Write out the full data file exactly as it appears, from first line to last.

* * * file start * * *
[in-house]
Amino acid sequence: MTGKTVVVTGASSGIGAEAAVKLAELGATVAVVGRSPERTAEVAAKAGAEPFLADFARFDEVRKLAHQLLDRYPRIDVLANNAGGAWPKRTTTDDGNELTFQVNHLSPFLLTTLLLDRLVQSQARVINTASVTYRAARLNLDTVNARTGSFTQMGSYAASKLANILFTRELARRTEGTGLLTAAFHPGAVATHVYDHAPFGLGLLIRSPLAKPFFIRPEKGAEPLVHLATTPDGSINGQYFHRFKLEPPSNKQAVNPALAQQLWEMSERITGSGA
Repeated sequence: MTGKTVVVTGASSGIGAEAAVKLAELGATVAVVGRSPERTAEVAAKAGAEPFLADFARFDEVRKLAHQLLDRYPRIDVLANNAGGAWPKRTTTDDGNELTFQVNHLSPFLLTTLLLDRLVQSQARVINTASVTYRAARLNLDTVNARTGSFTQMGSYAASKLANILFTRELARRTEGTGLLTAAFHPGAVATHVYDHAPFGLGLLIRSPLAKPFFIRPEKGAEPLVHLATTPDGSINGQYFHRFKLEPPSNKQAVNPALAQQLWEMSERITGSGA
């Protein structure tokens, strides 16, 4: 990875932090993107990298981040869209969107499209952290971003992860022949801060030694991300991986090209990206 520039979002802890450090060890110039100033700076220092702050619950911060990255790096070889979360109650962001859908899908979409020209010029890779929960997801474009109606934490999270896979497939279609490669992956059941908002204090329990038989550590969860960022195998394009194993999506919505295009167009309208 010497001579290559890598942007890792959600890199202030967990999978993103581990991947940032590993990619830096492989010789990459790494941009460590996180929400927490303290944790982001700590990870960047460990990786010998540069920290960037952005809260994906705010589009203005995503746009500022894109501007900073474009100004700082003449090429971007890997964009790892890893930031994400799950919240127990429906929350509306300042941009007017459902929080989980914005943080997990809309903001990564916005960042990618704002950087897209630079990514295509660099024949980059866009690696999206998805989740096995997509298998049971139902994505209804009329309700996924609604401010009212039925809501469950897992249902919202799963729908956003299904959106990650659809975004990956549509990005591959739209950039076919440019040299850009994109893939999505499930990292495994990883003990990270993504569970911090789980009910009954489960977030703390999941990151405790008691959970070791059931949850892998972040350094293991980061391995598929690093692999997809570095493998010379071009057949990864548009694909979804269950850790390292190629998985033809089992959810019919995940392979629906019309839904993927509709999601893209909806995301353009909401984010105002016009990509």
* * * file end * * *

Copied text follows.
[in-house]
Amino acid sequence: MTGKTVVVTGASSGIGAEAAVKLAELGATVAVVGRSPERTAEVAAKAGAEPFLADFARFDEVRKLAHQLLDRYPRIDVLANNAGGAWPKRTTTDDGNELTFQVNHLSPFLLTTLLLDRLVQSQARVINTASVTYRAARLNLDTVNARTGSFTQMGSYAASKLANILFTRELARRTEGTGLLTAAFHPGAVATHVYDHAPFGLGLLIRSPLAKPFFIRPEKGAEPLVHLATTPDGSINGQYFHRFKLEPPSNKQAVNPALAQQLWEMSERITGSGA
Repeated sequence: MTGKTVVVTGASSGIGAEAAVKLAELGATVAVVGRSPERTAEVAAKAGAEPFLADFARFDEVRKLAHQLLDRYPRIDVLANNAGGAWPKRTTTDDGNELTFQVNHLSPFLLTTLLLDRLVQSQARVINTASVTYRAARLNLDTVNARTGSFTQMGSYAASKLANILFTRELARRTEGTGLLTAAFHPGAVATHVYDHAPFGLGLLIRSPLAKPFFIRPEKGAEPLVHLATTPDGSINGQYFHRFKLEPPSNKQAVNPALAQQLWEMSERITGSGA
């Protein structure tokens, strides 16, 4: 990875932090993107990298981040869209969107499209952290971003992860022949801060030694991300991986090209990206 520039979002802890450090060890110039100033700076220092702050619950911060990255790096070889979360109650962001859908899908979409020209010029890779929960997801474009109606934490999270896979497939279609490669992956059941908002204090329990038989550590969860960022195998394009194993999506919505295009167009309208 010497001579290559890598942007890792959600890199202030967990999978993103581990991947940032590993990619830096492989010789990459790494941009460590996180929400927490303290944790982001700590990870960047460990990786010998540069920290960037952005809260994906705010589009203005995503746009500022894109501007900073474009100004700082003449090429971007890997964009790892890893930031994400799950919240127990429906929350509306300042941009007017459902929080989980914005943080997990809309903001990564916005960042990618704002950087897209630079990514295509660099024949980059866009690696999206998805989740096995997509298998049971139902994505209804009329309700996924609604401010009212039925809501469950897992249902919202799963729908956003299904959106990650659809975004990956549509990005591959739209950039076919440019040299850009994109893939999505499930990292495994990883003990990270993504569970911090789980009910009954489960977030703390999941990151405790008691959970070791059931949850892998972040350094293991980061391995598929690093692999997809570095493998010379071009057949990864548009694909979804269950850790390292190629998985033809089992959810019919995940392979629906019309839904993927509709999601893209909806995301353009909401984010105002016009990509």